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An evergreen shrub up to 4 or 5 ft high; young shoots thickly clothed with twisted, bristly hairs. Leaves obovate, rounded at the end, tapered at the base, dark green and glabrous above except when quite young, velvety with a coat of tawny down beneath, 2 to 4 in. long, 1 to 13⁄4 in wide; stalk 1⁄5 in. long, stout, hairy like the shoot. Flowers in clusters of six to ten opening in March and April, on bristly stalks. Calyx red, up to 3⁄8 in. long, with five lobes unequal in shape and size. Corolla bell-shaped, 13⁄4 in. long and 21⁄2 in. wide, deep crimson, five-lobed. Stamens ten, up to 1 in. long, glabrous; anthers chocolate brown. Ovary densely woolly; style glabrous. Bot. Mag., n.s., t. 25 (s. Neriiflorum ss. Haematodes)
R. chaetomallum was discovered by Forrest in 1917–18 on the Mekong-Salween divide, N.W. Yunnan, growing in open thickets and on boulder-strewn slopes at 11,000 to 13,000 ft and was introduced by him at the same time under F. 14987, collected under the sacred mountain Ka-kar-po. From the Mekong it ranges westward across upper Burma and a variety has been discovered in the eastern Himalaya.
It is a variable species, distinguished from other members of the Haematodes subseries by the more or less bristly but not glandular young shoots and petioles, the lax, few-flowered truss, and the tomentose but not glandular ovary. Although a handsome species, it flowers too early for most gardens. The Award of Merit was given on April 7, 1959, to a form with Turkey Red flowers, raised at Exbury from Forrest 25601, collected on the Nmai (E. Irrawaddy)-Salween divide. The wild plants were said to have almost black-crimson flowers.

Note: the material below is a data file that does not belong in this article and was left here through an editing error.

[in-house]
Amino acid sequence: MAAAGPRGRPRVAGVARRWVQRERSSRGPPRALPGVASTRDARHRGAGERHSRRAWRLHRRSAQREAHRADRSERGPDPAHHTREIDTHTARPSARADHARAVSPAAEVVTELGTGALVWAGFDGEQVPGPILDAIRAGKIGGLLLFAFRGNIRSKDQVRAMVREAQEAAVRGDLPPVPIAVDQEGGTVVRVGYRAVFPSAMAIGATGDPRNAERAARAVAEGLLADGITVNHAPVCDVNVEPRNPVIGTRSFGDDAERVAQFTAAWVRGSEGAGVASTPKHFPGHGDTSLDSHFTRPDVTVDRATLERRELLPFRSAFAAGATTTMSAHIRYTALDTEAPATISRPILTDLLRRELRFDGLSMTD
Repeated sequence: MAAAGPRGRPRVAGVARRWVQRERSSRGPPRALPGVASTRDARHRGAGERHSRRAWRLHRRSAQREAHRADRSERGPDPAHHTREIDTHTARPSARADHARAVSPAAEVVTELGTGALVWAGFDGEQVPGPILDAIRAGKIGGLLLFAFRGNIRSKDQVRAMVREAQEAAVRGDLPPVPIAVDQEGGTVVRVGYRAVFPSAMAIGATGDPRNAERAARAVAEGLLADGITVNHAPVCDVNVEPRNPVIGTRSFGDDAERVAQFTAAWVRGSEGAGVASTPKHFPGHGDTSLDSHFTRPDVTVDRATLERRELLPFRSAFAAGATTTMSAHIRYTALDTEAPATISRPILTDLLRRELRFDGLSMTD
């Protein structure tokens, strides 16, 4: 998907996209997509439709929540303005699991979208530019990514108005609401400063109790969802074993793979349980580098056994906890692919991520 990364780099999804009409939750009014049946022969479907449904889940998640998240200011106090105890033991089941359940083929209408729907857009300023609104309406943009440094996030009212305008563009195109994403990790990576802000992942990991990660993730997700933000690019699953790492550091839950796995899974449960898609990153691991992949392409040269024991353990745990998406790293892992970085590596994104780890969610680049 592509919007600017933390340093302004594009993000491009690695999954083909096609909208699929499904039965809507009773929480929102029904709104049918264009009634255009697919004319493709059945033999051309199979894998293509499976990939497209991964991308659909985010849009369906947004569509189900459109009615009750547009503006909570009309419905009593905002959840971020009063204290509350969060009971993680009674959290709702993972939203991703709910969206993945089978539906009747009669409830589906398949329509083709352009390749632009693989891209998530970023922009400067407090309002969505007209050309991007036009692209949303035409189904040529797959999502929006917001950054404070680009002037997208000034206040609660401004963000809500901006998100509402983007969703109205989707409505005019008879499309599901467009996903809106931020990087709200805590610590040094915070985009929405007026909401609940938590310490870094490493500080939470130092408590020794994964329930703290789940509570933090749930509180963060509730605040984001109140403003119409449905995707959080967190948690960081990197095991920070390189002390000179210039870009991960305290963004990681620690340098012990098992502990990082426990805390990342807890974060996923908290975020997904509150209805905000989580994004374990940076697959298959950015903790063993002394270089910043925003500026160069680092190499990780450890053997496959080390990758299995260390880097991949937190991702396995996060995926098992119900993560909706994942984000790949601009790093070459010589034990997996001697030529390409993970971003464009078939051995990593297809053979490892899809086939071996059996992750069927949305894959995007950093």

This is included in R. haematodes as a subspecies. The varieties mentioned are disposed of as follows:
[var. chamaephytum] – Possibly a natural hybrid between R. forrestii (or R. chamaethomsonii) and R. haematodes.
[var. glaucescens] – Included in R. haematodes subsp. chaetomallum.
[var. hemigymnum] – A natural hybrid between R. pocophorum and R. eclecteum – R. × hemigymnum (Tagg & Forr.) Chamberlain.
[var. xanthanthum] – Probably part of hybrid swarms involving R. catacosmum, R. citriniflorum and R. temenium.